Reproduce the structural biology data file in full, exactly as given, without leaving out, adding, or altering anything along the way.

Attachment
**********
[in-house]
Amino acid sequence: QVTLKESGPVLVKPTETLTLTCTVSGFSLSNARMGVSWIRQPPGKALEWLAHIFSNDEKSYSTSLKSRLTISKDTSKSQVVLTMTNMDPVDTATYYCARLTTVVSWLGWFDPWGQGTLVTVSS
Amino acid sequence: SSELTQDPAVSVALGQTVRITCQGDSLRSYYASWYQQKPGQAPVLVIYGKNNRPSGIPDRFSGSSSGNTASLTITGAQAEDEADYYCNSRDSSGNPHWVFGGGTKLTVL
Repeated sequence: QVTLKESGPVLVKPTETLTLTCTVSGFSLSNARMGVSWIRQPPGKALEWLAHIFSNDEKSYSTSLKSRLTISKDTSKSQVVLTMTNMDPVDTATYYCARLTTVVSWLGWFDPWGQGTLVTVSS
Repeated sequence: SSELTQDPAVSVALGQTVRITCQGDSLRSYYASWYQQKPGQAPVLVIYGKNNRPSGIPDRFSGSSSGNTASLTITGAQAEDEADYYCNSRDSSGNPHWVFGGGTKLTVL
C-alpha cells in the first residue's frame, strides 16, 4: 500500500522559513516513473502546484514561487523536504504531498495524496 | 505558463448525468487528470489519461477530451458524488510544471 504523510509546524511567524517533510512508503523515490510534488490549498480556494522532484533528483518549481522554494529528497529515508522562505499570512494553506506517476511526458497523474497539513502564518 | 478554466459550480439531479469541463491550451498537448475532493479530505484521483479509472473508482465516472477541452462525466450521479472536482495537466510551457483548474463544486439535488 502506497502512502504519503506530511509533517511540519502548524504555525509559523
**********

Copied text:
[in-house]
Amino acid sequence: QVTLKESGPVLVKPTETLTLTCTVSGFSLSNARMGVSWIRQPPGKALEWLAHIFSNDEKSYSTSLKSRLTISKDTSKSQVVLTMTNMDPVDTATYYCARLTTVVSWLGWFDPWGQGTLVTVSS
Amino acid sequence: SSELTQDPAVSVALGQTVRITCQGDSLRSYYASWYQQKPGQAPVLVIYGKNNRPSGIPDRFSGSSSGNTASLTITGAQAEDEADYYCNSRDSSGNPHWVFGGGTKLTVL
Repeated sequence: QVTLKESGPVLVKPTETLTLTCTVSGFSLSNARMGVSWIRQPPGKALEWLAHIFSNDEKSYSTSLKSRLTISKDTSKSQVVLTMTNMDPVDTATYYCARLTTVVSWLGWFDPWGQGTLVTVSS
Repeated sequence: SSELTQDPAVSVALGQTVRITCQGDSLRSYYASWYQQKPGQAPVLVIYGKNNRPSGIPDRFSGSSSGNTASLTITGAQAEDEADYYCNSRDSSGNPHWVFGGGTKLTVL
C-alpha cells in the first residue's frame, strides 16, 4: 500500500522559513516513473502546484514561487523536504504531498495524496 | 505558463448525468487528470489519461477530451458524488510544471 504523510509546524511567524517533510512508503523515490510534488490549498480556494522532484533528483518549481522554494529528497529515508522562505499570512494553506506517476511526458497523474497539513502564518 | 478554466459550480439531479469541463491550451498537448475532493479530505484521483479509472473508482465516472477541452462525466450521479472536482495537466510551457483548474463544486439535488 502506497502512502504519503506530511509533517511540519502548524504555525509559523